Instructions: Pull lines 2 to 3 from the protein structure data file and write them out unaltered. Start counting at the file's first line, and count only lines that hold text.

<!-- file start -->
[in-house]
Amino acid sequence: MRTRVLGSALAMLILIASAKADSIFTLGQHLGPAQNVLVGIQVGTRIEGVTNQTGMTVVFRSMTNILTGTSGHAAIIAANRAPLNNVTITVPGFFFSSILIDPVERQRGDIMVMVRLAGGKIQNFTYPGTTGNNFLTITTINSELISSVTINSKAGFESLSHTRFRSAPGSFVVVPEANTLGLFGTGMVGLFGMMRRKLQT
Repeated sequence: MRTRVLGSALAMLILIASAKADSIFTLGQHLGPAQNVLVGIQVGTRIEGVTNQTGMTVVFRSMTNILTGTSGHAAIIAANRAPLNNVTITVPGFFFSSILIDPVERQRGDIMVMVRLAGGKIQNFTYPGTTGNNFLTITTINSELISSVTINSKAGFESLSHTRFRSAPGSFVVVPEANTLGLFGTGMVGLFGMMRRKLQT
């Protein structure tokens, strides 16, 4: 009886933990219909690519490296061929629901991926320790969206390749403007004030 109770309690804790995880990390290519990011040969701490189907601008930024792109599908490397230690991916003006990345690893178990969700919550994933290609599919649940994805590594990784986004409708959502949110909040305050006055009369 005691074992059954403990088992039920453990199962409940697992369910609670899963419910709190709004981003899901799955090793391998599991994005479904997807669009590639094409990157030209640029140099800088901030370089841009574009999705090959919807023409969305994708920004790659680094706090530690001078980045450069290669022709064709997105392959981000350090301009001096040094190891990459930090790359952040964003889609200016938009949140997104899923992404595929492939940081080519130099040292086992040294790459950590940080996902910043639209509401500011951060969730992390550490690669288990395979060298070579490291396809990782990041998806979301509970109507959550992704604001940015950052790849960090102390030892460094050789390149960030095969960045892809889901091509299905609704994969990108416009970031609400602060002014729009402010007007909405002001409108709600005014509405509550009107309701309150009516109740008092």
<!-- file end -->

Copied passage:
Amino acid sequence: MRTRVLGSALAMLILIASAKADSIFTLGQHLGPAQNVLVGIQVGTRIEGVTNQTGMTVVFRSMTNILTGTSGHAAIIAANRAPLNNVTITVPGFFFSSILIDPVERQRGDIMVMVRLAGGKIQNFTYPGTTGNNFLTITTINSELISSVTINSKAGFESLSHTRFRSAPGSFVVVPEANTLGLFGTGMVGLFGMMRRKLQT
Repeated sequence: MRTRVLGSALAMLILIASAKADSIFTLGQHLGPAQNVLVGIQVGTRIEGVTNQTGMTVVFRSMTNILTGTSGHAAIIAANRAPLNNVTITVPGFFFSSILIDPVERQRGDIMVMVRLAGGKIQNFTYPGTTGNNFLTITTINSELISSVTINSKAGFESLSHTRFRSAPGSFVVVPEANTLGLFGTGMVGLFGMMRRKLQT